landis taipei lobby
REVIEW – Landis Taipei
August 25, 2016
tpe infinity lounge
REVIEW – EVA Air Business Class Lounges Taipei (The Infinity, The Star)
August 25, 2016
landis taipei lobby
REVIEW – Landis Taipei
August 25, 2016
tpe infinity lounge
REVIEW – EVA Air Business Class Lounges Taipei (The Infinity, The Star)
August 25, 2016

We arranged to meet our Taiwanese friend Sammi at our hotel, shortly after arriving. It was a Friday night and we were hoping that the street food markets would still be in full swing.

It transpires however that most of the stalls shut at around midnight, this meant that we had to rush around like crazy in order to get our hands on all of the street food that the Taiwanese capital is famous for.

The first place we stopped at was a stall selling every single part of a duck.

Sammi did her best to convince me that eating a duck’s face would be delicious.

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One duck face, coming up

Let me tell you, biting through the cold, deep fried beak of duck is everything you think it would be. I soon erased that horrorshow happening in my mouth with a gigantic piece of deep fried chicken. The line was pretty long, even though it was nearly closing time. Always a good sign.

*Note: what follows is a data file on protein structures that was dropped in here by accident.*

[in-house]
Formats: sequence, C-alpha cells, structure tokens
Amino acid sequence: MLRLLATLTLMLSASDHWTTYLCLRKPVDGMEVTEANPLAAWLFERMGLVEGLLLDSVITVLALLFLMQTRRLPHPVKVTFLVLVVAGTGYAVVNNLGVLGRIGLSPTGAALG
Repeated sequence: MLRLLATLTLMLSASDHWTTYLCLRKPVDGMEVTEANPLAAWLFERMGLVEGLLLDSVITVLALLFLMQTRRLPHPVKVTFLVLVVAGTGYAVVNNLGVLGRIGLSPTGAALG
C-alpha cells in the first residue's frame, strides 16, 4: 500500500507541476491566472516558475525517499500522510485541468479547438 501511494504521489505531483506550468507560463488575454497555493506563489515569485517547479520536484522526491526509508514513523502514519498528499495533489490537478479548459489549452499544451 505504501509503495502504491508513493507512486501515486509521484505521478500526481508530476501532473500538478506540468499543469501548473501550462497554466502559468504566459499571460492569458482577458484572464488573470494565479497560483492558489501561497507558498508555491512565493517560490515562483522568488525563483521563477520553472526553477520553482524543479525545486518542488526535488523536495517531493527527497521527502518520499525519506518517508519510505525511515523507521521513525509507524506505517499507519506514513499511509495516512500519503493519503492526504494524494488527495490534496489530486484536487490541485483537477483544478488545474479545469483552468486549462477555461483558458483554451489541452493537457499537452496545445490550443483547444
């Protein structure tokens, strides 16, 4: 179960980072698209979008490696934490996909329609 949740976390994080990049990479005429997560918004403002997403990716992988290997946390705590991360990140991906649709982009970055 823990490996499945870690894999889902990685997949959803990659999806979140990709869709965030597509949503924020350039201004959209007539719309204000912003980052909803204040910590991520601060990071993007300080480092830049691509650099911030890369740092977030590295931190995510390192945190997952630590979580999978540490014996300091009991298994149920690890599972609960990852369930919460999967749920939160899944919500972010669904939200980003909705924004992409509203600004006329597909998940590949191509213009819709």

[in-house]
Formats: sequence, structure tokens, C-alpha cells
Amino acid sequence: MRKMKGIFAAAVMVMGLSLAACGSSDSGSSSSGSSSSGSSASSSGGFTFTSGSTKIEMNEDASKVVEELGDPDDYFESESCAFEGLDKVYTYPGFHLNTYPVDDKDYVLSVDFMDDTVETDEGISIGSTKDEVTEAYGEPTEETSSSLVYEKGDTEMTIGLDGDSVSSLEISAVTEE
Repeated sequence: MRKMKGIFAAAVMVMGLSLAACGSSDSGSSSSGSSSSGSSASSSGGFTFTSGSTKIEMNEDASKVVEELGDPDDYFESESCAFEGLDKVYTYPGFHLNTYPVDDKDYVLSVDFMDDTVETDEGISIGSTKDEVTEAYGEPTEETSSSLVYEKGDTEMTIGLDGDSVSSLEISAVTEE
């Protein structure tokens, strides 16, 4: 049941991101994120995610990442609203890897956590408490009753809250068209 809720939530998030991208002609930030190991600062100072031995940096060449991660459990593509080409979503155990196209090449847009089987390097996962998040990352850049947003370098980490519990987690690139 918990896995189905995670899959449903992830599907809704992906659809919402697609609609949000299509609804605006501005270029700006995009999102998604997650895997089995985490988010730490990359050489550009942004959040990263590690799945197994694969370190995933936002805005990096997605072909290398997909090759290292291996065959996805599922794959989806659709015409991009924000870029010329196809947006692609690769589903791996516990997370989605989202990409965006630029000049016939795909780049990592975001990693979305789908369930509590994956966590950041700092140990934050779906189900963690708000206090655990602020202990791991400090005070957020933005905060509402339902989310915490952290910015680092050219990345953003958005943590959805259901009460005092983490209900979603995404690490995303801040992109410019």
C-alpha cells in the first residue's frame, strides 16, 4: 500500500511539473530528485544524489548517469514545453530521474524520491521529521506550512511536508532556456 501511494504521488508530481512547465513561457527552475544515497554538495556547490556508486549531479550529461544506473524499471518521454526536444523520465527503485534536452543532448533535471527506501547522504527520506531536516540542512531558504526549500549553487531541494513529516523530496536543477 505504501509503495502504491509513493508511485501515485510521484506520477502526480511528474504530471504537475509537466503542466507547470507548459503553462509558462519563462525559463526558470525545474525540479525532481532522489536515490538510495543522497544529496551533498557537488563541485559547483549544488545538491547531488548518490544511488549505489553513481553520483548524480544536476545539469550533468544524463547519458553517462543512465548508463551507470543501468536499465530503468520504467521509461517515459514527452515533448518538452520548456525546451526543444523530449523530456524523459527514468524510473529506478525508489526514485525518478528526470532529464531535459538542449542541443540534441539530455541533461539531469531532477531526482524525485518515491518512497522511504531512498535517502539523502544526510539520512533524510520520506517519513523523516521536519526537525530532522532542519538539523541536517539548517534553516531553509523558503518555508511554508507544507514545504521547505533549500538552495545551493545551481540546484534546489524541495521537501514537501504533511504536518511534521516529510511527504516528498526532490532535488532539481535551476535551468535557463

taipei fried pork - Taipei in 24 hoursOur final stop of the night was the only place open long after the others shut. A catch your own shrimp stand. You get given a bucket of tiny rods with flimsy string tying the hooks on. The idea being that the shrimp freak out and snap the string, leaving you empty handed. The price was around $3 USD for 10 rods. I managed to land a shrimp with each of my first five rods, must have been beginners’ luck! After that I managed two more.

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taipei shrimp fishing - Taipei in 24 hours

I handed the bucket of live shrimp to the guy running the stand and he grilled them up for me.To round the night off we went for some custard filled, deep fried taro balls.

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Which was, naturally, followed by a nightcap of Taiwanese bubble tea.

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The next day we went to the Chiang Kai-Shek memorial hall. The hall is located at the far end of a square which contains numerous other imposing buildings as well as a a very impressive, five arched gate.
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The CKS Memorial Hall
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Somewhat inspired by the Lincoln memorial…

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After our sightseeing we headed off for some food.